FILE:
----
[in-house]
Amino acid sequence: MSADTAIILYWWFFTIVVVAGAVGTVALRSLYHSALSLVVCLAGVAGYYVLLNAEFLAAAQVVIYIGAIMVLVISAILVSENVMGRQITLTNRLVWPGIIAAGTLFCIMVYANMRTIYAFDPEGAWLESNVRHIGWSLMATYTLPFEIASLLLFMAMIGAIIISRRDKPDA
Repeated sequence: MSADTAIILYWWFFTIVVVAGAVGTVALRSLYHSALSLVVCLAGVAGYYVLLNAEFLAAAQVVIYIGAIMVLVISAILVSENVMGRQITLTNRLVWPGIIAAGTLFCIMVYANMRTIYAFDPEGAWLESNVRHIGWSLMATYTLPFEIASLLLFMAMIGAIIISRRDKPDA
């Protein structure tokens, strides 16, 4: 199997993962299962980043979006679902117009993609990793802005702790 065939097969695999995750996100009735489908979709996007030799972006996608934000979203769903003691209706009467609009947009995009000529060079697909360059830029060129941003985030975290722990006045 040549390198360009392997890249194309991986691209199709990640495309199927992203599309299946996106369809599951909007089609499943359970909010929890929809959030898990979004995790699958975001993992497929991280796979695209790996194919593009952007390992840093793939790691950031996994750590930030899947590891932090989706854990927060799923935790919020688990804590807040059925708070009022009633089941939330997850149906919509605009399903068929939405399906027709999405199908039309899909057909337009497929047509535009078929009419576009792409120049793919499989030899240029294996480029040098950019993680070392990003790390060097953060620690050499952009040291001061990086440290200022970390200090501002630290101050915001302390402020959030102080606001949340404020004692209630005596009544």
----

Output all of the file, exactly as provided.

[in-house]
Amino acid sequence: MSADTAIILYWWFFTIVVVAGAVGTVALRSLYHSALSLVVCLAGVAGYYVLLNAEFLAAAQVVIYIGAIMVLVISAILVSENVMGRQITLTNRLVWPGIIAAGTLFCIMVYANMRTIYAFDPEGAWLESNVRHIGWSLMATYTLPFEIASLLLFMAMIGAIIISRRDKPDA
Repeated sequence: MSADTAIILYWWFFTIVVVAGAVGTVALRSLYHSALSLVVCLAGVAGYYVLLNAEFLAAAQVVIYIGAIMVLVISAILVSENVMGRQITLTNRLVWPGIIAAGTLFCIMVYANMRTIYAFDPEGAWLESNVRHIGWSLMATYTLPFEIASLLLFMAMIGAIIISRRDKPDA
């Protein structure tokens, strides 16, 4: 199997993962299962980043979006679902117009993609990793802005702790 065939097969695999995750996100009735489908979709996007030799972006996608934000979203769903003691209706009467609009947009995009000529060079697909360059830029060129941003985030975290722990006045 040549390198360009392997890249194309991986691209199709990640495309199927992203599309299946996106369809599951909007089609499943359970909010929890929809959030898990979004995790699958975001993992497929991280796979695209790996194919593009952007390992840093793939790691950031996994750590930030899947590891932090989706854990927060799923935790919020688990804590807040059925708070009022009633089941939330997850149906919509605009399903068929939405399906027709999405199908039309899909057909337009497929047509535009078929009419576009792409120049793919499989030899240029294996480029040098950019993680070392990003790390060097953060620690050499952009040291001061990086440290200022970390200090501002630290101050915001302390402020959030102080606001949340404020004692209630005596009544």